Introduction: In a time of increasing use of forearm arterial access in cardiac catheterization, the reported use of the ulnar artery remains low. However, in the patient population with heavy cardiovascular disease burden, it is not uncommon to have patients requiring either multiple catheterizations, future coronary bypass, or other additional procedures which may compromise arterial anatomy. Previously thought to require longer access time, several large meta analyses have shown comparable access time and failure rates to radial access.
Case presentation: We present a case of a 51-year-old male who underwent successful transulnar access for cardiac catheterization in the post-bypass setting with limited arterial access points. Presenting with an eight-month history of angina and positive stress test, he was found to have multivessel disease on initial catheterization. He underwent four vessel bypass using LIMA, RIMA, left radial artery, and left great saphenous vein. On post-op day two, he went into cardiac arrest requiring CPR and multiple vasopressors. He was subsequently placed on venoarterial ECMO with arterial access at his right femoral artery after failed access on his left femoral artery. With a new drop in ejection fraction, he returned to the lab for right and left catheterization. With recent failed L femoral access, ongoing use of R femoral artery for ECMO, harvest of L radial for bypass, and a failed Allen’s test on his R radial, the decision was made to use the R ulnar artery. Arterial access was successful, and PCI was performed on a severely stenotic lesion of the distal RCA. Ejection fraction returned to 55-60%, and he was weaned off ECMO.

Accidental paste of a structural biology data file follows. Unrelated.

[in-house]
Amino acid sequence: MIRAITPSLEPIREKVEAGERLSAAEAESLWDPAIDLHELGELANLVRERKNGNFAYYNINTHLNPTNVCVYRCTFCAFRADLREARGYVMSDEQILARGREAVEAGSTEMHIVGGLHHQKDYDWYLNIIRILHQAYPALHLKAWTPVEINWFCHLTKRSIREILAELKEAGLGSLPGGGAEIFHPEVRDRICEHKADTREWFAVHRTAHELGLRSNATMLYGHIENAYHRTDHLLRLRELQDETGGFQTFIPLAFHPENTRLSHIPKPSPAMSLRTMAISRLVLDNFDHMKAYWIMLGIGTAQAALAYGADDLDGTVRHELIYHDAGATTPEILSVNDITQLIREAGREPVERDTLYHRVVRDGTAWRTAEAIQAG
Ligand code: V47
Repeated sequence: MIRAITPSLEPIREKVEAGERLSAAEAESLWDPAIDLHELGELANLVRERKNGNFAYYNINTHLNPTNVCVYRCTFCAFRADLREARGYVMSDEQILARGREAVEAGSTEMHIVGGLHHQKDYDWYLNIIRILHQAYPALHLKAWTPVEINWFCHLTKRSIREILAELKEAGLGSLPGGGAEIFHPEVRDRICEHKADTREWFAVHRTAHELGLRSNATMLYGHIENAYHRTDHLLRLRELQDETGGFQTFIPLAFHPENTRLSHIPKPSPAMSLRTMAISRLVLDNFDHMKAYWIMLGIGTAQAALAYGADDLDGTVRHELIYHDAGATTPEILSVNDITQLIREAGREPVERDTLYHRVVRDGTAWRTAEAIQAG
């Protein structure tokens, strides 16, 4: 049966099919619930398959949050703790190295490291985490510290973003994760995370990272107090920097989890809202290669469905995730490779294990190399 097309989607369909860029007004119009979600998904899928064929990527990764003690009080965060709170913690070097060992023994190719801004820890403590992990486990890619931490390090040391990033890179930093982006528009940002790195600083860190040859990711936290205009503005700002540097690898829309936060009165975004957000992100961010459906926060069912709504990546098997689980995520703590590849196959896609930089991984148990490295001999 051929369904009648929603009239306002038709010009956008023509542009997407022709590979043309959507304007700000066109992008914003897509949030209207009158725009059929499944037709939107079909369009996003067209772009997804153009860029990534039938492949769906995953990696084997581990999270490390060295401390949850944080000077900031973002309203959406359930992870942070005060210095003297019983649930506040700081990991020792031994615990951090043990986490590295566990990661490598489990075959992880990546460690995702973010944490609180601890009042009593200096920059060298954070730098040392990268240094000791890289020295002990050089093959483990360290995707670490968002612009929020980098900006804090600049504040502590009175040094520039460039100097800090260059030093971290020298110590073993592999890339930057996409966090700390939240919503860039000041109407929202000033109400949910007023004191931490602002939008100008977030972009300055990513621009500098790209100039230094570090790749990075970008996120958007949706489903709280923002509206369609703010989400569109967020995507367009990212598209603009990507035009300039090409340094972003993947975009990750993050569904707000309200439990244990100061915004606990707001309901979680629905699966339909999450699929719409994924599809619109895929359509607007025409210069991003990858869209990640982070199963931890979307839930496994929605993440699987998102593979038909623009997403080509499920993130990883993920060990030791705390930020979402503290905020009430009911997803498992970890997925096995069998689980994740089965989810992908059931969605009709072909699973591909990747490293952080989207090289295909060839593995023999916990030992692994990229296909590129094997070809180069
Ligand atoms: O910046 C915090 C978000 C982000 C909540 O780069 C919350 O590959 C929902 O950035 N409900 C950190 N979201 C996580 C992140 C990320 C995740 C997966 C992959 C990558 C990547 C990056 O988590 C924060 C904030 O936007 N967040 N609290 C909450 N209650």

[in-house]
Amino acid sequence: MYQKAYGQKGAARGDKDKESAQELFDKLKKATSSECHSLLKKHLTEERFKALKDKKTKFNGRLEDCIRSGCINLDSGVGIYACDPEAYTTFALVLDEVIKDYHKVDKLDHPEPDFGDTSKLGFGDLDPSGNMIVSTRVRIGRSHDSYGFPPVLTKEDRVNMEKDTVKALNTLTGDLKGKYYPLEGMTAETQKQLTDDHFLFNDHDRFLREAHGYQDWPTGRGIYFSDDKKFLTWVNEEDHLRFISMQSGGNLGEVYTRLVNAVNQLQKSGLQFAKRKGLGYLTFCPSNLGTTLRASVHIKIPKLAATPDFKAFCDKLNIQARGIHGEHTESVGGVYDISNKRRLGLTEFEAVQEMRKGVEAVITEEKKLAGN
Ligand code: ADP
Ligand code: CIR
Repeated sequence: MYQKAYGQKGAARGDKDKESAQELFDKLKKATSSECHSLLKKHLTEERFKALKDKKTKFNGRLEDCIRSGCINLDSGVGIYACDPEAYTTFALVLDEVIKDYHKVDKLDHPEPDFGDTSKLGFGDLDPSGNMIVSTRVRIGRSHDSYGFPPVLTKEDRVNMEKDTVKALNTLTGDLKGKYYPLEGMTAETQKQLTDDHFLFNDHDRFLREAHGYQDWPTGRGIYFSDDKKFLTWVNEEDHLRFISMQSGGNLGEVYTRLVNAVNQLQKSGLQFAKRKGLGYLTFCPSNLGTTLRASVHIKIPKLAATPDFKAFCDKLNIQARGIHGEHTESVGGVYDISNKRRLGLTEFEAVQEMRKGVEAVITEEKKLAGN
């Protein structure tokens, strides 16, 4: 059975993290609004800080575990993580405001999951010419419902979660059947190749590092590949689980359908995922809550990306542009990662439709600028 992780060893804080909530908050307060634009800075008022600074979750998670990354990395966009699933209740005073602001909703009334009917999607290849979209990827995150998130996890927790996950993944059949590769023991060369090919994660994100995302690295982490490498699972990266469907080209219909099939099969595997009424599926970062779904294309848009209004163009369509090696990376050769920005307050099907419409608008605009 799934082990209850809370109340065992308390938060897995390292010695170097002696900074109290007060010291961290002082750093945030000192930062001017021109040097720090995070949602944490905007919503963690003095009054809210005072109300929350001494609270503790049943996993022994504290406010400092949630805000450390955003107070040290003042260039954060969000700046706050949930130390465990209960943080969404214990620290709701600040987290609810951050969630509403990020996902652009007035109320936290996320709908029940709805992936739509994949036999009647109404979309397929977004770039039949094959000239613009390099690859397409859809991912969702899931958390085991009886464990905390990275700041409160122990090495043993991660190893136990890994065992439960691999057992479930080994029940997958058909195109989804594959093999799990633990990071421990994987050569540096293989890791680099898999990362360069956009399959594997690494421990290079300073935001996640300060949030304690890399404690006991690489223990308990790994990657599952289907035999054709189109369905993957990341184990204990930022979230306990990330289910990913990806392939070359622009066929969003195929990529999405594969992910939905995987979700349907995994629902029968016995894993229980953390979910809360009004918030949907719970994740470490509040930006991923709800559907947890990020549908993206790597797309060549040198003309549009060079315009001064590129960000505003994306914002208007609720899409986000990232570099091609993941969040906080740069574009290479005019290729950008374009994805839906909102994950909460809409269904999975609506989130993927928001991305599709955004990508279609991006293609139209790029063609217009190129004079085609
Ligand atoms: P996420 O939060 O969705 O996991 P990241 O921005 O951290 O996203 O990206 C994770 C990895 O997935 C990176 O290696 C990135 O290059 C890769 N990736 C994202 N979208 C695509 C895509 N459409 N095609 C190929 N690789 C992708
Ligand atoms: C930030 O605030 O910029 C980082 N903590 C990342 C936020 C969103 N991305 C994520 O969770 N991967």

Discussion: This case demonstrates opportunity for transulnar catheterization and reviews literature demonstrating comparable outcomes to radial access.
Krishnamurthy S, Furtney J and Badiye A